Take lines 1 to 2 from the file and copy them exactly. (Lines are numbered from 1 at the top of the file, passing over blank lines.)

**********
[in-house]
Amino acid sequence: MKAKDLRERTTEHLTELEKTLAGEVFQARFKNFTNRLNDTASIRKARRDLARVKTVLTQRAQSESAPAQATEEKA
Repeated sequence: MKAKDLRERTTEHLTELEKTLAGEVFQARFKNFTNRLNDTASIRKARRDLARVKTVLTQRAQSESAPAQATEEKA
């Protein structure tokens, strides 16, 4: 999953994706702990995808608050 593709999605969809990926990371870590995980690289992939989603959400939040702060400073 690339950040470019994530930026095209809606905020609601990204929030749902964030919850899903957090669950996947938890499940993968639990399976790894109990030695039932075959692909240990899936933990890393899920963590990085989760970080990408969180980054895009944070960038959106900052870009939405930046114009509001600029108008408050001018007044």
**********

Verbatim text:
[in-house]
Amino acid sequence: MKAKDLRERTTEHLTELEKTLAGEVFQARFKNFTNRLNDTASIRKARRDLARVKTVLTQRAQSESAPAQATEEKA